For many applications it will be preferable that the detector provide minimal interference to the radio waves being detected, so as to allow the waves to propagate substantially unimpeded by detector 10. Accordingly, a material such as carbon impregnated KAPTON is selected because it is relatively transparent to radio frequency waves. Such carbon impregnated KAPTON may be utilized in accordance with the present invention to absorb less than 0.5% of RF energy, and preferably to absorb a range of 0.125-0.25% of RF energy. Materials other than KAPTON may also be utilized within such an absorbency range. For example, a sheet polyester material such as that sold under the tradename "MYLAR," also manufactured by DuPont Chemical Co. may be coated with carbon particles (in a manner similar to that of carbon paper) to provide an alternative energy absorbent layer. Additionally, materials other than carbon may be utilized. Carbon is a desirable RF absorbent for this application because it has a relatively low resistivity, and also will heat generally linearly in a response to absorption of RF radiation. Materials such as nitrides, however, may also be utilized as a RF absorbent medium.

The RF absorbent medium will be selected to yield a thermal imprint which is resolvable by the thermal imaging surfaces. In the case of a liquid crystal imaging surface, a temperature differential of 4-5 degrees of above ambient will typically be satisfactory.

In operation, radio frequency emissions will contact the carbon particles in the KAPTON sheet or other surface, and will generate an incremental amount of heat in the particles. This heat is then transferred through adhesive 18 to the rearward surface 22 of liquid crystal sheet 20. Liquid crystal sheet 20 is responsive to the heat differential, and will transfer the pattern of the heat generated within the energy absorbing layer, thereby allowing the pattern of the impinging radio waves to viewed.

Liquid crystal sheet 20 may have an operating temperature range between approximately 77 F. and 86 F. However, as is known to those skilled in the art, liquid crystal is manufactured in a variety of operating temperature ranges and other operating ranges may be used, as desired. If, for example, a detector was intended to be used outside, or in another potentially warm environment, then liquid crystal having range of approximately 88 F.-100 F. might be selected. Liquid crystal media will typically be able to resolve a thermal image in an ambient below the designated operating range.

Many modifications and variation may be made in the techniques and structures described and illustrated herein without departing from the spirit and scope of the present invention. Accordingly, it should be readily understood that the embodiments described herein are illustrative only and are not to be as limitations upon the scope of the present invention.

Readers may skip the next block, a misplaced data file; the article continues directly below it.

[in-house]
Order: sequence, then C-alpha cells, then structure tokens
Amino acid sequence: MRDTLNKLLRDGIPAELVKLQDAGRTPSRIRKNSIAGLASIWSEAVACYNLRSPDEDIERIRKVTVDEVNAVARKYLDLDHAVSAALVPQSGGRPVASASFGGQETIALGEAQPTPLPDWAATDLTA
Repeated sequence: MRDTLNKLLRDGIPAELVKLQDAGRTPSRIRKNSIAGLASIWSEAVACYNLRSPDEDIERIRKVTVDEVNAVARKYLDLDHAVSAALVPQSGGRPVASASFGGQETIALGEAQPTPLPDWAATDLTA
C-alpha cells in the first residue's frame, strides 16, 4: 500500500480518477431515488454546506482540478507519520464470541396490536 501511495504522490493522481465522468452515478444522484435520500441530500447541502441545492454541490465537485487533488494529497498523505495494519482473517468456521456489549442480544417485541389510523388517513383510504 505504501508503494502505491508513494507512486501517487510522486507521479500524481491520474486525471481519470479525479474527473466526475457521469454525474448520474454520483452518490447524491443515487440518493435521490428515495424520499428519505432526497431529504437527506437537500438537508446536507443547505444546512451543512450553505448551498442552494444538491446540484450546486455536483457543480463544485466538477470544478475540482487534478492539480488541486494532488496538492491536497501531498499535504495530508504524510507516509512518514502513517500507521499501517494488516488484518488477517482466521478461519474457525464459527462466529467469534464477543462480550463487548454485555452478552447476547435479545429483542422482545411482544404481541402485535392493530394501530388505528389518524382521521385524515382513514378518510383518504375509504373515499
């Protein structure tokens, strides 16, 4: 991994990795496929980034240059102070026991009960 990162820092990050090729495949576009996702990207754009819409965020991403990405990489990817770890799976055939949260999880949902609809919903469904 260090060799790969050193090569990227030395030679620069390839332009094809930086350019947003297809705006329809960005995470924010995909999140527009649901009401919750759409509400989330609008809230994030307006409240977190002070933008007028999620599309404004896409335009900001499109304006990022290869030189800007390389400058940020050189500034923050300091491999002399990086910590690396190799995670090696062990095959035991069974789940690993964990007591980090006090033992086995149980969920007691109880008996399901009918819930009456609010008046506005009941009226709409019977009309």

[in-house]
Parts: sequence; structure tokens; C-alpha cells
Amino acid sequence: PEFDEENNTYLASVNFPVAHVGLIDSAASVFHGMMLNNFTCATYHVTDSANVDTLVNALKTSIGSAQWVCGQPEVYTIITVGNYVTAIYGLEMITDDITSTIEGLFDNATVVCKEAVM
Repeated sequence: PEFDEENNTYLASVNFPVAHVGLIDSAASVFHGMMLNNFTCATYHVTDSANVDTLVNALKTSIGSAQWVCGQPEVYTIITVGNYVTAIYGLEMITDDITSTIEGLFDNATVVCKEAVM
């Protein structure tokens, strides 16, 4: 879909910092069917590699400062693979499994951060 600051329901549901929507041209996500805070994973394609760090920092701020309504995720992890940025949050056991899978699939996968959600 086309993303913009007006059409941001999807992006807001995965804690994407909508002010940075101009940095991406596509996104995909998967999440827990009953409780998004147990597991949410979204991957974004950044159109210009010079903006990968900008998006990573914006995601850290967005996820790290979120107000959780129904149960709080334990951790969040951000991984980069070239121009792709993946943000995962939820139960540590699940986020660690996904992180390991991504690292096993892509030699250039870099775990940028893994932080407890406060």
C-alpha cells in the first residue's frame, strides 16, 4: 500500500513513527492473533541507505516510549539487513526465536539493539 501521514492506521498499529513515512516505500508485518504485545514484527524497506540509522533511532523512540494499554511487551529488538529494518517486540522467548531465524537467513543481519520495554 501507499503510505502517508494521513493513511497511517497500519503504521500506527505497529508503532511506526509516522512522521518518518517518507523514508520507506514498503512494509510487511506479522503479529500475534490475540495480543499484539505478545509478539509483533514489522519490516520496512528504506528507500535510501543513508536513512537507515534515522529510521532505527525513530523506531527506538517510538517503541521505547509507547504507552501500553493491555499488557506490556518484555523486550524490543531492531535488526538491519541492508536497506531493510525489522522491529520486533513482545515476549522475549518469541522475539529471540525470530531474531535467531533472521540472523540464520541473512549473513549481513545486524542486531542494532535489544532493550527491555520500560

Patent Citations
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Referenced by
Citing PatentFiling datePublication dateApplicantTitle
US6657596 *Jan 30, 2002Dec 2, 2003Lucent Technologies Inc.Method of measuring a pattern of electromagnetic radiation
US7541925Oct 24, 2005Jun 2, 2009International Business Machines CorporationMapping system and method for determining optimal radio transponder placement
WO2007048654A2 *Sep 1, 2006May 3, 2007IbmMapping system and method for determining optimal radio transponder placement
WO2013055393A1 *Oct 3, 2012Apr 18, 2013The Marketing Store Worldwide, LPMicrowave energy indicator
Classifications
U.S. Classification324/95, 219/744, 324/105
International ClassificationG01R29/08, G01R22/04
Cooperative ClassificationG01R29/0878, G01R22/04
European ClassificationG01R22/04, G01R29/08E3
Legal Events
DateCodeEventDescription
Nov 26, 2013ASAssignment
Owner name: BANK OF AMERICA, N.A., CALIFORNIA
Free format text: SECURITY AGREEMENT;ASSIGNORS:ALLIANT TECHSYSTEMS INC.;CALIBER COMPANY;EAGLE INDUSTRIES UNLIMITED, INC.;AND OTHERS;REEL/FRAME:031731/0281
Effective date: 20131101
Oct 25, 2011FPAYFee payment
Year of fee payment: 12
Nov 4, 2010ASAssignment
Free format text: SECURITY AGREEMENT;ASSIGNORS:ALLIANT TECHSYSTEMS INC.;AMMUNITION ACCESSORIES INC.;ATK COMMERCIAL AMMUNITION COMPANY INC.;AND OTHERS;REEL/FRAME:025321/0291
Effective date: 20101007
Owner name: BANK OF AMERICA, N.A., CALIFORNIA
Mar 27, 2008ASAssignment
Owner name: ALLIANT TECHSYSTEMS INC., MINNESOTA
Free format text: MERGER;ASSIGNOR:MISSION RESEARCH CORPORATION;REEL/FRAME:020710/0453
Effective date: 20060927
Nov 5, 2007REMIMaintenance fee reminder mailed
Oct 25, 2007FPAYFee payment
Year of fee payment: 8
Aug 24, 2007ASAssignment
Owner name: BANK OF AMERICA, N.A., NORTH CAROLINA
Free format text: SECURITY AGREEMENT;ASSIGNORS:AMMUNITION ACCESSORIES INC.;ATK COMMERCIAL AMMUNITION COMPANY INC.;ATKCOMMERCIAL AMMUNITION HOLDINGS COMPANY INC.;AND OTHERS;REEL/FRAME:019733/0757
Effective date: 20070329
Owner name: BANK OF AMERICA, N.A.,NORTH CAROLINA
Free format text: SECURITY AGREEMENT;ASSIGNORS:AMMUNITION ACCESSORIES INC.;ATK COMMERCIAL AMMUNITION COMPANY INC.;ATKCOMMERCIAL AMMUNITION HOLDINGS COMPANY INC. AND OTHERS;REEL/FRAME:19733/757
Jun 30, 2006ASAssignment
Owner name: MISSION RESEARCH CORPORATION, CALIFORNIA
Free format text: ASSIGNMENT OF ASSIGNORS INTEREST;ASSIGNOR:TORRES, ALFONSO R.;REEL/FRAME:017870/0871
Effective date: 19970818
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Apr 20, 2004FPAYFee payment
Year of fee payment: 4
Nov 12, 2003REMIMaintenance fee reminder mailed